SELMA, Calif. (KFSN) --On a national level, girls wrestling is still considered a growing sport. But one small community in the Valley has already incorporated the sport into its program. And in just six years the Bears are putting Selma on the map.
The road to a state championship is paved with sweat and dedication. Each member of the Lady Bears has done her part to become the first girls team from the Valley to make it that far.
"If you get a pin it's like, I conquered this person," said Gracie Figueroa.
Figueroa played a pivotal role in leading the team to the title in February and has the stats to prove it.
"I have 33 pins out of my 34 matches I've wrestled."
No easy feat, especially for a girl who picked up the sport just five years ago.
Other members of the team who have wrestled longer got a different start. Before Selma began its girl's program in 201 those who wanted to wrestle had to compete with and against the boys.
"The boys made me go harder because they have a different style of wrestling and they're stronger. So they made me stronger," said Mariah Morale, freshman.
Morales has 11 years under her belt and has enjoyed seeing the sport transform through the years.
"I love the team bonding and just having a whole girls team. I used to be the only girl on the team."
Selma's girls' roster has more than doubled to 26 wrestlers in the past year. And nationally more than 11,000 girls are on wrestling teams. Twenty years ago, that number was only 8,000.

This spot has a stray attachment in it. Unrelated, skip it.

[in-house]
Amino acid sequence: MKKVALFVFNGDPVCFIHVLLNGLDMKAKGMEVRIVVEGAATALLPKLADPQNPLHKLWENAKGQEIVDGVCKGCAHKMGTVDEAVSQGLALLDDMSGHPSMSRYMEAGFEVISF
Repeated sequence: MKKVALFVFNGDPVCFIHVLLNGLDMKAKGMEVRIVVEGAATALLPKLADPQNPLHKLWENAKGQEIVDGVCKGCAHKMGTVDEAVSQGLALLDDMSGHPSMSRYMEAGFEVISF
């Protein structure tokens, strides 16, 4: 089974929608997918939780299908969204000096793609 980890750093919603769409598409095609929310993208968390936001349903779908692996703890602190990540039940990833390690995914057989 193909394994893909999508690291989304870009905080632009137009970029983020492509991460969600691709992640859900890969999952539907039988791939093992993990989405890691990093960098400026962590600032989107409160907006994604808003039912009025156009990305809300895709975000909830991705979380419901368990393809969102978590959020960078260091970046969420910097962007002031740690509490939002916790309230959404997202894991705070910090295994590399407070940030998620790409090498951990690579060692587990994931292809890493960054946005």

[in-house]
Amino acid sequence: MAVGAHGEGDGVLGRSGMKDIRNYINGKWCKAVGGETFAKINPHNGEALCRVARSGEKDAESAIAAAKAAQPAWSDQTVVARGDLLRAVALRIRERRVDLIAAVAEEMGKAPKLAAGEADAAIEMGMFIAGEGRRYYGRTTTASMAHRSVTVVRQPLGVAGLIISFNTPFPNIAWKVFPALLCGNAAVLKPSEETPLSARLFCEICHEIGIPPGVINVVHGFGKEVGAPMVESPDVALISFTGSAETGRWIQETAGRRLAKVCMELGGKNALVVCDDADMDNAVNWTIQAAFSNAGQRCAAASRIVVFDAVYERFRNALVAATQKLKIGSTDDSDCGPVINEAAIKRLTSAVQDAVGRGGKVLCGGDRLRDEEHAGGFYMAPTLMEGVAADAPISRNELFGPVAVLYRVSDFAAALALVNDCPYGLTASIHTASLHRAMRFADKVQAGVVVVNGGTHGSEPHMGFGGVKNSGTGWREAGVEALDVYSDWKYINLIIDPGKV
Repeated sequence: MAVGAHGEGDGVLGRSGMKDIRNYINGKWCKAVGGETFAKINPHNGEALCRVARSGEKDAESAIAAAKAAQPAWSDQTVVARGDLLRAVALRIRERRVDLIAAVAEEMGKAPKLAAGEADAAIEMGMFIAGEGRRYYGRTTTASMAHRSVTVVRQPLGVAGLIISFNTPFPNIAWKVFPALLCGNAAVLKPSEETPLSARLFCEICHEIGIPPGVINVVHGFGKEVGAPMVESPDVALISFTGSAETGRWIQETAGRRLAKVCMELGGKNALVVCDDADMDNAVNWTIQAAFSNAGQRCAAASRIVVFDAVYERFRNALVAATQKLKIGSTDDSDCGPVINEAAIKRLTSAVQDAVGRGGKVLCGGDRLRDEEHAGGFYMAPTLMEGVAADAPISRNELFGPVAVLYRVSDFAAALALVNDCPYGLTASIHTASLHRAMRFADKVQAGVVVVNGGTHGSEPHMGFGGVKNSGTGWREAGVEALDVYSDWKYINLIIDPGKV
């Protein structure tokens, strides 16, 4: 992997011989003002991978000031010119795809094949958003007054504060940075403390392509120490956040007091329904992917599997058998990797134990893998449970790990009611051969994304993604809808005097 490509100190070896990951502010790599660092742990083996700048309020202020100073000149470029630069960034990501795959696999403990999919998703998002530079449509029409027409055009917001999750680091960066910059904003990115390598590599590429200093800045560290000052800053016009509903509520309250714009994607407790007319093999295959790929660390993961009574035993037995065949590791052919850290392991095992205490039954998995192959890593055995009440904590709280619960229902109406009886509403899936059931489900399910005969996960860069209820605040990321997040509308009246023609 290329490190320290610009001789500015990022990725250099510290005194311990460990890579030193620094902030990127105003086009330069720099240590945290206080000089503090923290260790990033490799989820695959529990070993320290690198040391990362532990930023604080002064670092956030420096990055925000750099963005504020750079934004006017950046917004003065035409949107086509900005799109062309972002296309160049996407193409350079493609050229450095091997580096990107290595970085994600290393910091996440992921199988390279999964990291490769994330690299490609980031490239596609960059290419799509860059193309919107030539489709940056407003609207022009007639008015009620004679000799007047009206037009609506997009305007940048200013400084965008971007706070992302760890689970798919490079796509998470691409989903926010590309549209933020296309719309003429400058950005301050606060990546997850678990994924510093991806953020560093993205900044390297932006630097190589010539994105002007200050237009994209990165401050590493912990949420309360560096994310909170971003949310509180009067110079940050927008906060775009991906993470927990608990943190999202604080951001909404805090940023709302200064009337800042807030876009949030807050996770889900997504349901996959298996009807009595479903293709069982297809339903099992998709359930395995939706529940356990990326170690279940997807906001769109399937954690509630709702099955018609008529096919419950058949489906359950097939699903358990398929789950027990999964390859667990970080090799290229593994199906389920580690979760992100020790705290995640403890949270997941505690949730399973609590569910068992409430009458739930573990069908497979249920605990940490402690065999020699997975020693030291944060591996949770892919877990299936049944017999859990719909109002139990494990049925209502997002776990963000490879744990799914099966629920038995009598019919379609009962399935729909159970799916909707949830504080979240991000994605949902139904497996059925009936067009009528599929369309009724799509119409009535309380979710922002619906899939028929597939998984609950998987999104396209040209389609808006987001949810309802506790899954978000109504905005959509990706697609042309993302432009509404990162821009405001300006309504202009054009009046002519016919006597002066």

"The girls program just exploded in our town and people are taking notice. It was really quick," said Andy Munoz, coach.
Munoz took over the program one year after it began, and is inspired by the motivation each girl brings to the team.
"They come out hard working, just as much as boys-- so when the season starts, win or lose, all I ask is to do your best. It's not easy to be in this sport. Otherwise, everyone would be doing it."
Part of the girls' success comes from practicing with the boys. Each day-- even in the off season-- both teams mix it up on the mat.
"I just love the support the coaches give, the families, it's one big family-- the Selma wrestling program," said Figueroa.
It's an enormous sense of pride that fuels this determined group of girls from the small Fresno County community. Each of them hoping to build on the momentum they've started.
"It's come so far because we encourage other people. Girls like to see us wrestling. Like, if they can do it, we can do it," said Morale.